How Can I Protect My Dental Crowns from Tooth Decay?

Posted on: 20 November 2017


When a dentist places a dental crown over a tooth, it is their job to ensure that the crown fits well so that it is sealed at the margins. This prevents bacteria from gaining entry to the area beneath the crown and protects the tooth from tooth decay. However, once you leave the dental office, it is then up to you to make sure that the tooth stays healthy.

If you want to make sure that your dental crowns last for many years to come, then make sure you keep the following factors in mind.

Brush and Floss the Margins Regularly

First of all, you should understand that without bacteria, there is no tooth decay. Unfortunately, it is presently impossible to remove all the bad bacteria from your mouth without harming the good bacteria. Therefore, it is up to you to make sure that bacterial organisms cannot build up in the area between the crown and the remaining natural tooth.

When you brush your teeth, brush the area where the crown meets the tooth. If this area is below the gum line, brush at a forty-five degree angle so that the bristles are able to reach the margin to remove any food debris or bacteria. Brush softly to avoid irritating the gum tissue. When you floss, gently floss along the margins to remove bacteria and food debris.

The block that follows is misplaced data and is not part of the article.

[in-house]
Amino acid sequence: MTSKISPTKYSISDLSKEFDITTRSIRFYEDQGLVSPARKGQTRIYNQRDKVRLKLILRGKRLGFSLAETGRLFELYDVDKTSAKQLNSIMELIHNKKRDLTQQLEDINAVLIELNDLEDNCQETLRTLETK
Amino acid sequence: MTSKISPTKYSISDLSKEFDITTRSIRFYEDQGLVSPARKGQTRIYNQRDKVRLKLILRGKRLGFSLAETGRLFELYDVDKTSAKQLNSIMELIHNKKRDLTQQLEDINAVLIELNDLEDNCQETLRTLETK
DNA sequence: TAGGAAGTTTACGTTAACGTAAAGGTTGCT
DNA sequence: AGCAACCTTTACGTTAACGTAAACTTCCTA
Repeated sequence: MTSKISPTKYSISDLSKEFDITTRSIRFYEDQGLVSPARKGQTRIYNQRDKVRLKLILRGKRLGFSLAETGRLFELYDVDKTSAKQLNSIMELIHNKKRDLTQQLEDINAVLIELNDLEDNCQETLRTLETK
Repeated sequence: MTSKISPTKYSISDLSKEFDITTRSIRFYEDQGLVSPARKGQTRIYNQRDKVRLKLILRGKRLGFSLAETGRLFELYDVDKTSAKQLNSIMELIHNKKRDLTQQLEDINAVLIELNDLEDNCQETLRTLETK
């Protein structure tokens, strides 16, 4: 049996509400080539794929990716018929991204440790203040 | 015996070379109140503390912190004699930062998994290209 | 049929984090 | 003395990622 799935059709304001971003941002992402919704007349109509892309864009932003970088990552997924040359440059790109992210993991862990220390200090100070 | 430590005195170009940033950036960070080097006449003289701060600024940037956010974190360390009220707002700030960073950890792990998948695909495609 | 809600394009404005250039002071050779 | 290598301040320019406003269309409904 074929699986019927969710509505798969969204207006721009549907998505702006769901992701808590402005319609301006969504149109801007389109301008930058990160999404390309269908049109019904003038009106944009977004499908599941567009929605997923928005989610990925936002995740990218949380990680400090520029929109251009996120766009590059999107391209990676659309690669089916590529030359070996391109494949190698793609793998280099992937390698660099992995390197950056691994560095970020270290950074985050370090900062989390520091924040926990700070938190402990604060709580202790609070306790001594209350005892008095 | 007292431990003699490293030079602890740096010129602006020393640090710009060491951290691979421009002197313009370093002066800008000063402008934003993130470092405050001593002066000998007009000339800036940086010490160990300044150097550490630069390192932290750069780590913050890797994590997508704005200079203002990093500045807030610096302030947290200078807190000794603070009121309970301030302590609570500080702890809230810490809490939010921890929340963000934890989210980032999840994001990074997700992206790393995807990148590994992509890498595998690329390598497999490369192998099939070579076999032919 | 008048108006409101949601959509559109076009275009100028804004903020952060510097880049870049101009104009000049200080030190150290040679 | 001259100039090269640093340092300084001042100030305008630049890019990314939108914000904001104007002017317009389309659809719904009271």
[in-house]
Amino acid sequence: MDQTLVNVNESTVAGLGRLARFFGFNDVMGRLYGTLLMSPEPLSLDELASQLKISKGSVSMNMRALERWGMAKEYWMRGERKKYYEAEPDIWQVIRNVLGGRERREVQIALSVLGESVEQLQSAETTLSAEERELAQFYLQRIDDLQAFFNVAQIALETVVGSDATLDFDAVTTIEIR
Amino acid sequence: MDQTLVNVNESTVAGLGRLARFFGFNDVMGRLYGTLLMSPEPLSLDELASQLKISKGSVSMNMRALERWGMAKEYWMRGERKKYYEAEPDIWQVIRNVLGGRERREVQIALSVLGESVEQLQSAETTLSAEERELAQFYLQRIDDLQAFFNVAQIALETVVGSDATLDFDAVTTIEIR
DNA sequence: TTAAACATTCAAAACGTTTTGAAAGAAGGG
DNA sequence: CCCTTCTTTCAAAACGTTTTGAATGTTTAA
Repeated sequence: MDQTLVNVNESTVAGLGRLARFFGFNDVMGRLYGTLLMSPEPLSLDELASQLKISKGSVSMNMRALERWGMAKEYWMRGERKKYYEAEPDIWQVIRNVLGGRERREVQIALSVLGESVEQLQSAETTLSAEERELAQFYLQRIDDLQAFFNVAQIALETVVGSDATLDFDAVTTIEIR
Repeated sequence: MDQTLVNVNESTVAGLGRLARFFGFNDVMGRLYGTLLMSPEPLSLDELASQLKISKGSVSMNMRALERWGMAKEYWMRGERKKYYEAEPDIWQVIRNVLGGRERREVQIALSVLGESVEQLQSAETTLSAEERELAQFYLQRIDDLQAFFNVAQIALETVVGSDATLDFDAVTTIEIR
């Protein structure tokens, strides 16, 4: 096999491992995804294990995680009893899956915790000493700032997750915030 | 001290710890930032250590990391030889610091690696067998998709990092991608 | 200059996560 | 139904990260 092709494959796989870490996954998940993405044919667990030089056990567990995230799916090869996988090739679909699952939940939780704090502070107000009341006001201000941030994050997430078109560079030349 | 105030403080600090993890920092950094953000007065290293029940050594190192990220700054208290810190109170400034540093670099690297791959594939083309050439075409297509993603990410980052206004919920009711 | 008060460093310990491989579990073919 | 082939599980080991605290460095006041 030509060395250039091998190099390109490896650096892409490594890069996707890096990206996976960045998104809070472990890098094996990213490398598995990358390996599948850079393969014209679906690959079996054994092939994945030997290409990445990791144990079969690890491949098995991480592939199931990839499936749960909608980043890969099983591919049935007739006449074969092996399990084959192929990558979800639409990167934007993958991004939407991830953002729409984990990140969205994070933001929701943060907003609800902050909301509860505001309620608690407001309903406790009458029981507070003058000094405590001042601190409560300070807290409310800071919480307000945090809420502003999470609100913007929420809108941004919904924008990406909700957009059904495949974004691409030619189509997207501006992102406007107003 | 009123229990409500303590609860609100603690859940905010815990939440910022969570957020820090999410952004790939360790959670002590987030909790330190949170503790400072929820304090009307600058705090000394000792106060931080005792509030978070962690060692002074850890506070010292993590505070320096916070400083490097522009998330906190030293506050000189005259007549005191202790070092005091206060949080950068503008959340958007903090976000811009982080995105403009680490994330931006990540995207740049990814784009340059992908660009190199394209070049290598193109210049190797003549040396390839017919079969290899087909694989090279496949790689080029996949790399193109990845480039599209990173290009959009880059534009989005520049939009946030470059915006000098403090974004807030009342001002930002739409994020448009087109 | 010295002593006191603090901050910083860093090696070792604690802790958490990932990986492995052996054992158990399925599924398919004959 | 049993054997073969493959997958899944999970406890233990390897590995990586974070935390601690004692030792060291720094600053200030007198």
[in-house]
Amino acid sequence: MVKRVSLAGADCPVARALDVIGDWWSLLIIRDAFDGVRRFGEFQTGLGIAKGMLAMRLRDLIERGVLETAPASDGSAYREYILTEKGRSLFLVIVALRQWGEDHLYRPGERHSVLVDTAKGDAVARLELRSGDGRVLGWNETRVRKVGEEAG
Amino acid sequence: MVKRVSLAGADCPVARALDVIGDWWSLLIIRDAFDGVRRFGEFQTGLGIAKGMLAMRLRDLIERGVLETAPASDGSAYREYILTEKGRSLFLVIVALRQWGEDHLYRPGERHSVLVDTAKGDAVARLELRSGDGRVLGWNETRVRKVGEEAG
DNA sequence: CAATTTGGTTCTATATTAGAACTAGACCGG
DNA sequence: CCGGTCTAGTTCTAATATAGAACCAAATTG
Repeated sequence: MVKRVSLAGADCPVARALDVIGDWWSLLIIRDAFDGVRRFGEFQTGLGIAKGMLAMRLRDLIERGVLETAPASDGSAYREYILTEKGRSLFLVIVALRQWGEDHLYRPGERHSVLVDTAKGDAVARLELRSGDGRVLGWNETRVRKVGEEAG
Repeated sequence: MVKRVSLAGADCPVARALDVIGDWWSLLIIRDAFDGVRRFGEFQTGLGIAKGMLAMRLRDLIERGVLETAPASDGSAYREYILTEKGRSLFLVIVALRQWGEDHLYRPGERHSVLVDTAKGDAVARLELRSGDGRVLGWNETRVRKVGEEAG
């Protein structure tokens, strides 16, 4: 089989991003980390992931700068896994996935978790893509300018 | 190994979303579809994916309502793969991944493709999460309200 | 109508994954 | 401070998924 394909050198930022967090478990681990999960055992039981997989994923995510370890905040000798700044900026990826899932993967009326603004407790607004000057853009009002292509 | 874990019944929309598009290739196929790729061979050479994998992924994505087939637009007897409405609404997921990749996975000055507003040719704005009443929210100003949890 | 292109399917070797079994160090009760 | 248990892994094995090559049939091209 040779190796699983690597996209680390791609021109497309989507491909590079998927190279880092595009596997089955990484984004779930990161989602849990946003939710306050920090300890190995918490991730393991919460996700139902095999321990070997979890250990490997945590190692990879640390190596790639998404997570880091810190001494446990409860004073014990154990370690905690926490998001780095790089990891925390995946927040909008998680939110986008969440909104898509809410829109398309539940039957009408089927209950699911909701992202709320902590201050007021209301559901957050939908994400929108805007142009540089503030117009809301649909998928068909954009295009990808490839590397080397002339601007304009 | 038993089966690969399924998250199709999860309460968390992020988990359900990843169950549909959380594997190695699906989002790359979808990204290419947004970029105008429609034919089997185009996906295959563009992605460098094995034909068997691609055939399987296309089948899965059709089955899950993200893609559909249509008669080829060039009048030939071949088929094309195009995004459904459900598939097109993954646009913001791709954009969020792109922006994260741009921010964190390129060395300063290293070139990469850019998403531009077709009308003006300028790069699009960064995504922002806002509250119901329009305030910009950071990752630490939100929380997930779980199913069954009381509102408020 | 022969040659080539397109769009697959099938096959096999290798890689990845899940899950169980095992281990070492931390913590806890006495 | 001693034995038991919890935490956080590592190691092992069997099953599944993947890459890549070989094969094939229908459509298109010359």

Cut down on Sugary Foods

Although you can't eradicate all the tooth decay-causing bacteria, you can reduce their food source. Basically, if bacteria cannot eat, they cannot produce the waste product (acid) that eats away at your tooth enamel. Try to cut down on sugary foods and drinks and if you cannot, make sure that you drink plenty of water after consuming sugar-rich foods.

The water will wash away some of the debris, depriving the bacteria of their food source.

Go for Dental Cleanings 2-4 Times Per Year

Sometimes, you need a professional set of eyes to ensure that the area is clean and free of bacteria. A dental hygienist is trained to spot tartar and areas that might be conducive to bacteria build-up. Visit a hygienist 2-4 times per year to have all your teeth cleaned. They will also be able to advise you if you think that an area of your crown is causing food to become lodged. They will then refer you to your dentist to have the area altered.

If you work with your dentist or hygienist while keeping your crowns clean, your dental crown can last you at least 10 years. Otherwise, you may find that the crown needs replacing much sooner than that.